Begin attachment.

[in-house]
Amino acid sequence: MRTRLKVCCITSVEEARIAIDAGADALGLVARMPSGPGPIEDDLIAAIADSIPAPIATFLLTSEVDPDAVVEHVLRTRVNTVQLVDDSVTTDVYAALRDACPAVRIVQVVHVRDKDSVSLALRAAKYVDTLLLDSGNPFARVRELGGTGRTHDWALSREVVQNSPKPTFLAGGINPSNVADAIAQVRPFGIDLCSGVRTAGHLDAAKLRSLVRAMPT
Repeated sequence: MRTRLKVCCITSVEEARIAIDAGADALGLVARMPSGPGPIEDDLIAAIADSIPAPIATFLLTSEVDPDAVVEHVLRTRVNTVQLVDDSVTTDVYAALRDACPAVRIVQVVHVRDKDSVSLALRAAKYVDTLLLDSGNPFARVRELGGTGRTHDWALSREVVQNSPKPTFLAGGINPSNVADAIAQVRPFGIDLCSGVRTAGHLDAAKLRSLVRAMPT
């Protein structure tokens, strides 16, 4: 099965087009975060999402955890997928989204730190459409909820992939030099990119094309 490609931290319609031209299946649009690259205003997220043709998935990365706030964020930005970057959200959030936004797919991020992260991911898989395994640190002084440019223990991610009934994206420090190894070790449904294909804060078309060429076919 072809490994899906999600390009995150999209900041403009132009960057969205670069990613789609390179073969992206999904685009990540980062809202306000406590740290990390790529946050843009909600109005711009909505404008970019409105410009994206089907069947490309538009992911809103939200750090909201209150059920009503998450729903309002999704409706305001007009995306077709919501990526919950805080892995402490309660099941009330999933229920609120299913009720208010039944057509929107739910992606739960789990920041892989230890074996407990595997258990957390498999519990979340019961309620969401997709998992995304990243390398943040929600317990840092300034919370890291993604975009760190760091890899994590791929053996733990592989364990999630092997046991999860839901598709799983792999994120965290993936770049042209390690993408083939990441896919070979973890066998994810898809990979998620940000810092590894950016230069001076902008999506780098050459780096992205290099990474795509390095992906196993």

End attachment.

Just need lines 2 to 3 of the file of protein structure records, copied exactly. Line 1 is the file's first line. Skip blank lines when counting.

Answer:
Amino acid sequence: MRTRLKVCCITSVEEARIAIDAGADALGLVARMPSGPGPIEDDLIAAIADSIPAPIATFLLTSEVDPDAVVEHVLRTRVNTVQLVDDSVTTDVYAALRDACPAVRIVQVVHVRDKDSVSLALRAAKYVDTLLLDSGNPFARVRELGGTGRTHDWALSREVVQNSPKPTFLAGGINPSNVADAIAQVRPFGIDLCSGVRTAGHLDAAKLRSLVRAMPT
Repeated sequence: MRTRLKVCCITSVEEARIAIDAGADALGLVARMPSGPGPIEDDLIAAIADSIPAPIATFLLTSEVDPDAVVEHVLRTRVNTVQLVDDSVTTDVYAALRDACPAVRIVQVVHVRDKDSVSLALRAAKYVDTLLLDSGNPFARVRELGGTGRTHDWALSREVVQNSPKPTFLAGGINPSNVADAIAQVRPFGIDLCSGVRTAGHLDAAKLRSLVRAMPT